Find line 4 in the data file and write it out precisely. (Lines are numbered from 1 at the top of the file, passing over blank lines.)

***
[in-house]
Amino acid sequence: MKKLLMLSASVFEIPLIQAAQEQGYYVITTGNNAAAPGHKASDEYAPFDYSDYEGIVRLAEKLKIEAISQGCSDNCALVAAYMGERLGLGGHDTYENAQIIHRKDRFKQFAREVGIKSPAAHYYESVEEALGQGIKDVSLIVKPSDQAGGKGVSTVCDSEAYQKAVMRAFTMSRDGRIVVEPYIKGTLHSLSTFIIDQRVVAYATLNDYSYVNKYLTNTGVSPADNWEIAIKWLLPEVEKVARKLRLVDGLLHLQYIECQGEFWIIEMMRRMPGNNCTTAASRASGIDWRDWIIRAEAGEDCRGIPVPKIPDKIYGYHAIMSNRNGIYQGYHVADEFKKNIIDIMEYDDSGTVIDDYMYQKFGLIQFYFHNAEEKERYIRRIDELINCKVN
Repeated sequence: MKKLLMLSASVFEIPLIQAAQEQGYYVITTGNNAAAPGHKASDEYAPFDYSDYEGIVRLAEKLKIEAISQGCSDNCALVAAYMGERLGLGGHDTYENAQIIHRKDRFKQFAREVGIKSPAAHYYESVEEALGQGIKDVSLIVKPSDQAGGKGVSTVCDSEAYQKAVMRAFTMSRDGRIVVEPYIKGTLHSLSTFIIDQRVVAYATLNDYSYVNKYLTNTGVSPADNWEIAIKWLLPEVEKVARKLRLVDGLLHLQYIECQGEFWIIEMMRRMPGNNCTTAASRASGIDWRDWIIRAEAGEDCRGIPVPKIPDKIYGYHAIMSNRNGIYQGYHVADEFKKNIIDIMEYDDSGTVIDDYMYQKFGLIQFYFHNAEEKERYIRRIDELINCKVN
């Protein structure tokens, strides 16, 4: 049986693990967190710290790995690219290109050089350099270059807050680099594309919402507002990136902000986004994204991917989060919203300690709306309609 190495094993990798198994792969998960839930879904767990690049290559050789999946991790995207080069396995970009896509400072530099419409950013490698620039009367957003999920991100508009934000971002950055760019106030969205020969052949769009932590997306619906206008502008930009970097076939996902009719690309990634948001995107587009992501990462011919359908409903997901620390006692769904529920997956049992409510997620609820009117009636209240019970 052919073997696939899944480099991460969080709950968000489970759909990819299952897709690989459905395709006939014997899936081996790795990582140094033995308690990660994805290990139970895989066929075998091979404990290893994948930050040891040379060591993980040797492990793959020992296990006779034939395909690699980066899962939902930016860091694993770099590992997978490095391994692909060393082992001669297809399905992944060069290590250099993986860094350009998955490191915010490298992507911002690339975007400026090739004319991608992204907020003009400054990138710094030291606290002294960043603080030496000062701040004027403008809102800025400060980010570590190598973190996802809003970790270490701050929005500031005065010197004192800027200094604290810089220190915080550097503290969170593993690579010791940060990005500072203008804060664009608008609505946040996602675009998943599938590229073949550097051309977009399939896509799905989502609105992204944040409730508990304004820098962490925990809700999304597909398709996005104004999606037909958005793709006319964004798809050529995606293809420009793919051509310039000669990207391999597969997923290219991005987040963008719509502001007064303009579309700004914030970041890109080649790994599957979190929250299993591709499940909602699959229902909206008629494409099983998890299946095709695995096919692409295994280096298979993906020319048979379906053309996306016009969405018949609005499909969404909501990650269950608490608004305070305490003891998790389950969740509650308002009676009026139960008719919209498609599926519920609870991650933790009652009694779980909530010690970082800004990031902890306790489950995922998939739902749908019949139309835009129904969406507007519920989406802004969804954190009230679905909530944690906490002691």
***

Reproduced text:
């Protein structure tokens, strides 16, 4: 049986693990967190710290790995690219290109050089350099270059807050680099594309919402507002990136902000986004994204991917989060919203300690709306309609 190495094993990798198994792969998960839930879904767990690049290559050789999946991790995207080069396995970009896509400072530099419409950013490698620039009367957003999920991100508009934000971002950055760019106030969205020969052949769009932590997306619906206008502008930009970097076939996902009719690309990634948001995107587009992501990462011919359908409903997901620390006692769904529920997956049992409510997620609820009117009636209240019970 052919073997696939899944480099991460969080709950968000489970759909990819299952897709690989459905395709006939014997899936081996790795990582140094033995308690990660994805290990139970895989066929075998091979404990290893994948930050040891040379060591993980040797492990793959020992296990006779034939395909690699980066899962939902930016860091694993770099590992997978490095391994692909060393082992001669297809399905992944060069290590250099993986860094350009998955490191915010490298992507911002690339975007400026090739004319991608992204907020003009400054990138710094030291606290002294960043603080030496000062701040004027403008809102800025400060980010570590190598973190996802809003970790270490701050929005500031005065010197004192800027200094604290810089220190915080550097503290969170593993690579010791940060990005500072203008804060664009608008609505946040996602675009998943599938590229073949550097051309977009399939896509799905989502609105992204944040409730508990304004820098962490925990809700999304597909398709996005104004999606037909958005793709006319964004798809050529995606293809420009793919051509310039000669990207391999597969997923290219991005987040963008719509502001007064303009579309700004914030970041890109080649790994599957979190929250299993591709499940909602699959229902909206008629494409099983998890299946095709695995096919692409295994280096298979993906020319048979379906053309996306016009969405018949609005499909969404909501990650269950608490608004305070305490003891998790389950969740509650308002009676009026139960008719919209498609599926519920609870991650933790009652009694779980909530010690970082800004990031902890306790489950995922998939739902749908019949139309835009129904969406507007519920989406802004969804954190009230679905909530944690906490002691």